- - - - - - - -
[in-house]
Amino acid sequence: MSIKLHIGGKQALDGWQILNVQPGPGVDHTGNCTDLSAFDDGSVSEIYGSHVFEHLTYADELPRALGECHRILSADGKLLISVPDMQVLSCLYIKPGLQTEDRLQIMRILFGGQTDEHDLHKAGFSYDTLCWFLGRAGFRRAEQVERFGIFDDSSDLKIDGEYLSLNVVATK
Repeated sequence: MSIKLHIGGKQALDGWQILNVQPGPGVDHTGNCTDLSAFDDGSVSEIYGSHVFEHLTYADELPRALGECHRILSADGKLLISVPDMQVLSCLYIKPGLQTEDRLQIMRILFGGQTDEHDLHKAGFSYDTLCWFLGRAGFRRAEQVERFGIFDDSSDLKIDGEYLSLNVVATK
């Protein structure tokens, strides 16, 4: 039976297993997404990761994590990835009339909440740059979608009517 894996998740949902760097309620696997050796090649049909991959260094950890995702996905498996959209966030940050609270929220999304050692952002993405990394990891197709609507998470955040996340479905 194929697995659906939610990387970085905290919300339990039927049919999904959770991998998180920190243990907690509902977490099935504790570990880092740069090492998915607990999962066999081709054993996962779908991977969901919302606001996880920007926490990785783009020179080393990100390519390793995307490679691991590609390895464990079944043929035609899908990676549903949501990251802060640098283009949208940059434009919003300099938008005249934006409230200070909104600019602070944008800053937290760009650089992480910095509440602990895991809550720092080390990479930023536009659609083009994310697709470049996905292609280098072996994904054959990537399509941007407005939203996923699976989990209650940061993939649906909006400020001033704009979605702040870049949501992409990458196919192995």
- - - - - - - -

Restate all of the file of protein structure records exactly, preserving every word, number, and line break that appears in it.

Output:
[in-house]
Amino acid sequence: MSIKLHIGGKQALDGWQILNVQPGPGVDHTGNCTDLSAFDDGSVSEIYGSHVFEHLTYADELPRALGECHRILSADGKLLISVPDMQVLSCLYIKPGLQTEDRLQIMRILFGGQTDEHDLHKAGFSYDTLCWFLGRAGFRRAEQVERFGIFDDSSDLKIDGEYLSLNVVATK
Repeated sequence: MSIKLHIGGKQALDGWQILNVQPGPGVDHTGNCTDLSAFDDGSVSEIYGSHVFEHLTYADELPRALGECHRILSADGKLLISVPDMQVLSCLYIKPGLQTEDRLQIMRILFGGQTDEHDLHKAGFSYDTLCWFLGRAGFRRAEQVERFGIFDDSSDLKIDGEYLSLNVVATK
């Protein structure tokens, strides 16, 4: 039976297993997404990761994590990835009339909440740059979608009517 894996998740949902760097309620696997050796090649049909991959260094950890995702996905498996959209966030940050609270929220999304050692952002993405990394990891197709609507998470955040996340479905 194929697995659906939610990387970085905290919300339990039927049919999904959770991998998180920190243990907690509902977490099935504790570990880092740069090492998915607990999962066999081709054993996962779908991977969901919302606001996880920007926490990785783009020179080393990100390519390793995307490679691991590609390895464990079944043929035609899908990676549903949501990251802060640098283009949208940059434009919003300099938008005249934006409230200070909104600019602070944008800053937290760009650089992480910095509440602990895991809550720092080390990479930023536009659609083009994310697709470049996905292609280098072996994904054959990537399509941007407005939203996923699976989990209650940061993939649906909006400020001033704009979605702040870049949501992409990458196919192995």